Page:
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J Hum Genet. 2014 Sep;59(9):480-3. doi: 10.1038/jhg.2014.57. Epub 2014 Jul 10.

Influence of MILR1 promoter polymorphism on expression levels and the phenotype of atopy.

Author information

1
Department of Medical Genetics, Faculty of Medicine, University of Tsukuba, Tsukuba City, Ibaraki, Japan.
2
1] Department of Immunology, Faculty of Medicine, University of Tsukuba, Tsukuba City, Ibaraki, Japan [2] Japan Science and Technology Agency (JST), Core Research for Evolutional Science and Technology (CREST), Tokyo, Japan.
3
Department of Respiratory Medicine, Faculty of Medicine, University of Tsukuba, Tsukuba City, Ibaraki, Japan.
4
1] Department of Medical Genetics, Faculty of Medicine, University of Tsukuba, Tsukuba City, Ibaraki, Japan [2] Japan Science and Technology Agency (JST), Core Research for Evolutional Science and Technology (CREST), Tokyo, Japan.

Abstract

The recently identified cell surface immunoreceptor MILR1 (mast cell immunoglobulin-like receptor 1; synonyms, Allergin-1) has been shown to suppress immunoglobulin E (IgE)-mediated, mast cell-dependent responses in both mice and humans. We performed a mutation search of MILR1 together with a genetic association study to determine whether polymorphisms in MILR1 are associated with atopy in human. Mutation screening of MILR1 was performed using DNA from 146 unrelated Japanese. Genotyping of the identified polymorphisms was done with 1505 individuals from the general Japanese adult population. Atopy, as defined by positive responses for specific IgEs against at least one of the 26 common allergens, was evaluated using MAST-26. Five polymorphisms (rs6504230, c.-170_-166delAGGAA, rs8071835, rs143526766 and rs12936887) and two rare missense variants (Val273Ala and Leu311Val) were identified by mutation screening. The C allele of rs6504230 had protective effects against atopy (P=0.002). A luciferase reporter assay using the promoter region of MILR1 revealed that the C allele of rs6504230 was associated with increased expression of MILR1, which was in accordance with the results of expression quantitative trait loci analysis using human leukocytes. Our data indicates that the rs6504230 polymorphism affects MILR1 expression levels in humans, leading to a susceptibility to producing specific IgE antibodies against common allergens.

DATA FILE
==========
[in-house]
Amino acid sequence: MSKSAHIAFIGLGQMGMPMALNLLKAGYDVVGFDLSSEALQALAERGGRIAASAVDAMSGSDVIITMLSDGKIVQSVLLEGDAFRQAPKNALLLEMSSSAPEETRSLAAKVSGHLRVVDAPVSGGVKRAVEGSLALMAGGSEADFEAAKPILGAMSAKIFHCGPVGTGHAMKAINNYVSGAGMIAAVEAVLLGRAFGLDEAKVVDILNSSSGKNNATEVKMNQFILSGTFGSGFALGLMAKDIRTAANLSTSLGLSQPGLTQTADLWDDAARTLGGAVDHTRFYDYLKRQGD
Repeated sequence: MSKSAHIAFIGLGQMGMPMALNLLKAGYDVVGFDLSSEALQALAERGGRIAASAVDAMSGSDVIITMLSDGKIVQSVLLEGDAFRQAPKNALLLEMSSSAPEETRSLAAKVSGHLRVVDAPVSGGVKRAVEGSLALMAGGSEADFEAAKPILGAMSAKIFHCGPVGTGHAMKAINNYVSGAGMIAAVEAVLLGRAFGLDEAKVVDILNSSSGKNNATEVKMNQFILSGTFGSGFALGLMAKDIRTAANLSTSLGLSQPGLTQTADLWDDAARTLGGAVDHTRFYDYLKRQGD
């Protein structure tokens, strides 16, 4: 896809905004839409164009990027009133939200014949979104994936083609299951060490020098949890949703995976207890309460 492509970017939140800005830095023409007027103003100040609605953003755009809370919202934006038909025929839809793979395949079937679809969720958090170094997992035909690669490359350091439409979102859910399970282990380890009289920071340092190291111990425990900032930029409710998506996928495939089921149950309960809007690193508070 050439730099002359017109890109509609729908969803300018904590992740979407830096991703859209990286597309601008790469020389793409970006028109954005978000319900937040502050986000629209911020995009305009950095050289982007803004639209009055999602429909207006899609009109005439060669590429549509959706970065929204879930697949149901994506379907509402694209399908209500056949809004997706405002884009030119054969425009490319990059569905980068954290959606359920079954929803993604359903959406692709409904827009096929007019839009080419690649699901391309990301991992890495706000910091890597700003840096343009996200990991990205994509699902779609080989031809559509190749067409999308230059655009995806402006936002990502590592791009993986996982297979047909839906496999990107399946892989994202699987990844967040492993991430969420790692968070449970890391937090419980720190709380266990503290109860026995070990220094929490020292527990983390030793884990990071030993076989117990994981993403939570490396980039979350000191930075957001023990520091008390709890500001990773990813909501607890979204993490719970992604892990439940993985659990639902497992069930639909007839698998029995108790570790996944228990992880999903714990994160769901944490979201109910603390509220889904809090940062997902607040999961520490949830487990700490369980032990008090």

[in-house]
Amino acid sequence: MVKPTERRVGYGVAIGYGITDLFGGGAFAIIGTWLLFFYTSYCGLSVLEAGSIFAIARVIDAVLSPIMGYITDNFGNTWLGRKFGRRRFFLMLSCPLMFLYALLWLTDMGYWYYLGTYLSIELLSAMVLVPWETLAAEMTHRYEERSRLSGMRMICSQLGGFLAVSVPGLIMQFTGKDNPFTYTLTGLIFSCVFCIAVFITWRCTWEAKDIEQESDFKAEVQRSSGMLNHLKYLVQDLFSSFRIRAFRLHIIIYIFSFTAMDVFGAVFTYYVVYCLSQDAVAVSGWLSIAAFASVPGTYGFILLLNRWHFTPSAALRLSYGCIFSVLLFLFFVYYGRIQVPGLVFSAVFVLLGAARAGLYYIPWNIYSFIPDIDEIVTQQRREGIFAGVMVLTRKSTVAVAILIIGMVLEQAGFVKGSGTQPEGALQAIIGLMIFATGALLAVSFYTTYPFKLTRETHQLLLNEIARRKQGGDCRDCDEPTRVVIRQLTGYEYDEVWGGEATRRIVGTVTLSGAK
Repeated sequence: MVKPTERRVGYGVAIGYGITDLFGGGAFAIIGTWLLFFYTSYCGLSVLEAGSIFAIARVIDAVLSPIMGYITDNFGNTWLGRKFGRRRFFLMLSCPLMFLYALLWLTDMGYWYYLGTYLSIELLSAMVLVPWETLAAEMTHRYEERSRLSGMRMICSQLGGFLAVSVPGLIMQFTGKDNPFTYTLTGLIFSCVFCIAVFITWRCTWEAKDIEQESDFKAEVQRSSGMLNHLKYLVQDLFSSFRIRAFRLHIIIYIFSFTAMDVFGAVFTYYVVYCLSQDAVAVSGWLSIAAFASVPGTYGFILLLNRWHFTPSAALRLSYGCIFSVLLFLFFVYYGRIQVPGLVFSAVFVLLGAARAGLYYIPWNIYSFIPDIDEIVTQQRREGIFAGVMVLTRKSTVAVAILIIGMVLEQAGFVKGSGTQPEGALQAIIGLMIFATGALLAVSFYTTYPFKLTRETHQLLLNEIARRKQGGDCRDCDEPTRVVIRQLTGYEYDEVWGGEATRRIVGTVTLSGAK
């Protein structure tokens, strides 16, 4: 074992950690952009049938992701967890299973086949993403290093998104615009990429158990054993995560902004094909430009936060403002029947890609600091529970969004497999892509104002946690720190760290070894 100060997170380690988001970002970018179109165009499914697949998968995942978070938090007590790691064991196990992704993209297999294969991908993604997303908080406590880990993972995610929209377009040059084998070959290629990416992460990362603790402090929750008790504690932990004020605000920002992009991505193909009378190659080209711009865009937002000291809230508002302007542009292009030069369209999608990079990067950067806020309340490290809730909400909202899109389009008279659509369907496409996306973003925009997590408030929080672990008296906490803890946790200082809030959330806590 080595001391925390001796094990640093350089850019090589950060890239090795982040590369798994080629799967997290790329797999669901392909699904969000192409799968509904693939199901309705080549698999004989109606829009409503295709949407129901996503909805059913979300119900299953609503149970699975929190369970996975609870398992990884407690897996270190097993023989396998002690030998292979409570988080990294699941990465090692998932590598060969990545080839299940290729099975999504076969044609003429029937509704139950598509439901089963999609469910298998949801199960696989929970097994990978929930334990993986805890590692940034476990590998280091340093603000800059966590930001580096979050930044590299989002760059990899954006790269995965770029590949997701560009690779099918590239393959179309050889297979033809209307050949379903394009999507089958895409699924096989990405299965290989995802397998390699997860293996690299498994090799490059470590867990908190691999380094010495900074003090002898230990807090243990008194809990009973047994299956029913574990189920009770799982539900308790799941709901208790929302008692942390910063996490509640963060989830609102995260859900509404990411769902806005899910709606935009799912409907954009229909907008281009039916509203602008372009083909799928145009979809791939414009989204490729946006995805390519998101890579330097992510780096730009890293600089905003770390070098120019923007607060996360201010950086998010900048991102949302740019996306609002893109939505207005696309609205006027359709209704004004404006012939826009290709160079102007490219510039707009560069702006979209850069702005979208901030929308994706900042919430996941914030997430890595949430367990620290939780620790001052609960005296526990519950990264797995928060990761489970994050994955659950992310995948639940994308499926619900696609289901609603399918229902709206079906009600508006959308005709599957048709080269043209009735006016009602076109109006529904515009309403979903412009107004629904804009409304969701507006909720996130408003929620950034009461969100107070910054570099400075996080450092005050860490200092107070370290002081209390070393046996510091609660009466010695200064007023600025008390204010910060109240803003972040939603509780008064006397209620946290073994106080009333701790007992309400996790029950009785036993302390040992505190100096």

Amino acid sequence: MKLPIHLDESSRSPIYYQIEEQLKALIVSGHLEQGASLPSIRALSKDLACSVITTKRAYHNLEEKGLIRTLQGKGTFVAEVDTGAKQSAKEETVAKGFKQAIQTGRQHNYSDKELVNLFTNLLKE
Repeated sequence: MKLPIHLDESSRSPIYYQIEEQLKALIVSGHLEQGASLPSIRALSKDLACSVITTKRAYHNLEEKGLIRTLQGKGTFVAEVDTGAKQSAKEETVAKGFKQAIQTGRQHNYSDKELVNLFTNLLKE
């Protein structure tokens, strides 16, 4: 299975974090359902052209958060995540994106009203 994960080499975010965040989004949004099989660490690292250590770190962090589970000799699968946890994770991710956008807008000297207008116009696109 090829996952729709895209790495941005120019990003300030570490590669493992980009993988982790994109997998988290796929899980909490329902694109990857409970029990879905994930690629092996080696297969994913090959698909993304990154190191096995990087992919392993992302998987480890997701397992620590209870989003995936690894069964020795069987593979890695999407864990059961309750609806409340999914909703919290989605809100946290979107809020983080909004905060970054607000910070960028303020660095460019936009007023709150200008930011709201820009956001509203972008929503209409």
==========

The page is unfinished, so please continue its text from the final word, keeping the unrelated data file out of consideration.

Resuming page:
PMID:
25007884
DOI:
10.1038/jhg.2014.57
[Indexed for MEDLINE]

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